Robert Hass: Eight years of activism, writing, and reflection
The National Book Award finalist talks about big dams, martial bravery, and the color of flowers
08 November 2007
For the second time since 1996, Robert Hass, professor of English and former U.S. poet laureate, is a finalist for a National Book Award in poetry, for Time and Materials (Ecco/HarperCollins, 2007); the winners will be announced on Nov. 14. Hass spoke last week with Zack Rogow, a former College of Education staffer who for years coordinated the popular Lunch Poem series in Doe Library.
The Berkeleyan is grateful to Professor Hass for permission to reprint two of the poems he discusses with Rogow in this interview.
The subtitle of your nominated book is Poems 1997-2005. What were you doing during this eight-year span, and how may that have shaped these poems?
Some of the work I did during that period was environmental work. In 1995, with Pam Michael, I started a nonprofit to encourage children to make art and poetry about their watersheds, as a way of encouraging environmental education of an interdisciplinary kind in the schools. That program, the Watershed Project, is now 10 years old.
(Peg Skorpinski photo)
There's a poem in this book that made me think of the Watershed Project: "Ezra Pound's Proposition."
That poem also connects to another part of my work. I'm on the board of the International Rivers Network, which has been concerned particularly with where environmental issues meet human-rights issues around big-dam projects, many of which have proved destructive, displacing millions of people around the world. The IRN was founded to provide unbiased hydrological and financial analyses of these dam projects to the dam-affected people in the Third World. They've been enormously effective warriors in trying to help people acquire the tools to resist these projects.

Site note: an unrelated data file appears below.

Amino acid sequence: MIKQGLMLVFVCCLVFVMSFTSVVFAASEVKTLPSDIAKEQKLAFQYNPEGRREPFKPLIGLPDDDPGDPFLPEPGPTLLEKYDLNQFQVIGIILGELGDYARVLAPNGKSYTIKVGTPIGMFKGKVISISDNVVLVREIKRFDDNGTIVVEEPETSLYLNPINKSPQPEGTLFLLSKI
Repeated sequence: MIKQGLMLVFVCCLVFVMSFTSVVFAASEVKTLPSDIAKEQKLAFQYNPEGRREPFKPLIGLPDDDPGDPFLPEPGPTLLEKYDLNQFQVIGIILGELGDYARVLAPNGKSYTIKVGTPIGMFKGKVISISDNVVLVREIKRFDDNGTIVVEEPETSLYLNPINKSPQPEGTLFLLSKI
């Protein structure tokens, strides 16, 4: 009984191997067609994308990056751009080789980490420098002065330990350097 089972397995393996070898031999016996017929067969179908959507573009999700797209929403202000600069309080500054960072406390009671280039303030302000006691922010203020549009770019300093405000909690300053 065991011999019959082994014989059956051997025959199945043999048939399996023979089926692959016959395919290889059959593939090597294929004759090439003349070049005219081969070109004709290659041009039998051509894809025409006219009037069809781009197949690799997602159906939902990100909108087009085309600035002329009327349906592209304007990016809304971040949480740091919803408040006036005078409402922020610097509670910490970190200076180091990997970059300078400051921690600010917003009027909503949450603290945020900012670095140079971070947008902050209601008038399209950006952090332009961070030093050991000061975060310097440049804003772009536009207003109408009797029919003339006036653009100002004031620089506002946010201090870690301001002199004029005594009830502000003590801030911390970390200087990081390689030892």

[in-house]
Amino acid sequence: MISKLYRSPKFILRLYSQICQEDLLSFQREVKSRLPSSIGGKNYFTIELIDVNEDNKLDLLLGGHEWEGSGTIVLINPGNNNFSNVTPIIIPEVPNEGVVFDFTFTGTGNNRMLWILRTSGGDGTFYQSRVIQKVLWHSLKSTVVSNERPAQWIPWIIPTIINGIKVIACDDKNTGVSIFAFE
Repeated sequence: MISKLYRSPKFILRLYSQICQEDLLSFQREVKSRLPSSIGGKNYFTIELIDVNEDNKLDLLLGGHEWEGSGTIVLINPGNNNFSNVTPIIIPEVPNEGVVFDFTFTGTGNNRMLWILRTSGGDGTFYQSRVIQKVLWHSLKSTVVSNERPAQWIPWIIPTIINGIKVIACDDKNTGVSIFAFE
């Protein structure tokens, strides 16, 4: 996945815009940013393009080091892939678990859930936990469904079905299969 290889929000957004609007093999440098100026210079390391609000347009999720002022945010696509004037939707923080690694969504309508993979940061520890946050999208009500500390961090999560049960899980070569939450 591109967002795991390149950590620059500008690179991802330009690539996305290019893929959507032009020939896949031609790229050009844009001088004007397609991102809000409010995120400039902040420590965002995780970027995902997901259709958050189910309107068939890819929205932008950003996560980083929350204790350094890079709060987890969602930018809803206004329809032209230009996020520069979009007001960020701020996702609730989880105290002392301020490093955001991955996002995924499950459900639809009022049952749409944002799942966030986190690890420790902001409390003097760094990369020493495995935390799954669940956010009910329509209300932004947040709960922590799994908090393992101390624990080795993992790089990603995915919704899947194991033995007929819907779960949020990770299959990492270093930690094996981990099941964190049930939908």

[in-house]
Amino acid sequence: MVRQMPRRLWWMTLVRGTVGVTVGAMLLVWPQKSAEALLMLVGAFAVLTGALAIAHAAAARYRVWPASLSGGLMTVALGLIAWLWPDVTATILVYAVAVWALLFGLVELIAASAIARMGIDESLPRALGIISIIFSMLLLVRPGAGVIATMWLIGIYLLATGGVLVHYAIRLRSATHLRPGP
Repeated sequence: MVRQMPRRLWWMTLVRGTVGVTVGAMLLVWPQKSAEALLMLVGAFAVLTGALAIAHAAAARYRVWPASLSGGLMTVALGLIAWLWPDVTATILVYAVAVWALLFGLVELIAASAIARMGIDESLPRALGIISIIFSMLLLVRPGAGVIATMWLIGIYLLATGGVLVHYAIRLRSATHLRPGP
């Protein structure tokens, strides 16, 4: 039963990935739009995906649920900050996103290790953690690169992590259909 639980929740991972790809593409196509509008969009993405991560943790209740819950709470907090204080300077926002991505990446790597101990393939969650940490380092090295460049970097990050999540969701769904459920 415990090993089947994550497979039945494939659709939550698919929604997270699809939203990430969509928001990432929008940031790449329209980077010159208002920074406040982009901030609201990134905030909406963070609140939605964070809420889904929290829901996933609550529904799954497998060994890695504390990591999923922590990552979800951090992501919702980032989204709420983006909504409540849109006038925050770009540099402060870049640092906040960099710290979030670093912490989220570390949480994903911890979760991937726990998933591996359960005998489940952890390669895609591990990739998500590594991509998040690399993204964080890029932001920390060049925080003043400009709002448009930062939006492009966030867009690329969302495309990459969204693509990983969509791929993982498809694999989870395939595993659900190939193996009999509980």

There's a wonderful book by Catherine Caulfield, Masters of Deception, about the early years of the World Bank's relationship to these dam projects, when the thought was that all of this hydro-development was uncomplicated good. They were very casual about the human and environmental costs of some of these projects. An example Caulfield gives is that for one of the early projects, the Narmada Dam in India, the entire budget for dealing with the 1.7 million people who were being displaced from a traditional life that's 2,000 or 3,000 years old was a 1-rupee bus ticket!
There are poems in Time and Materials that are very inward-turned and self-reflective about the process of writing, moreso than in some of your previous books. At the same time, the book is also more outward-turned and political than some of your previous books. These movements seem to be in two opposite directions, and yet they seem to come together in this book.
Well, I hope they do! I think in the early years of these poems I was taking stock of my art and where I was in relation to it, and then the world turned. After the Bush administration had gotten us into two wars, it was hard not to be thinking about that.
Another set of poems is about another preoccupation during this time, which had to do with the nature of desire and its consequences....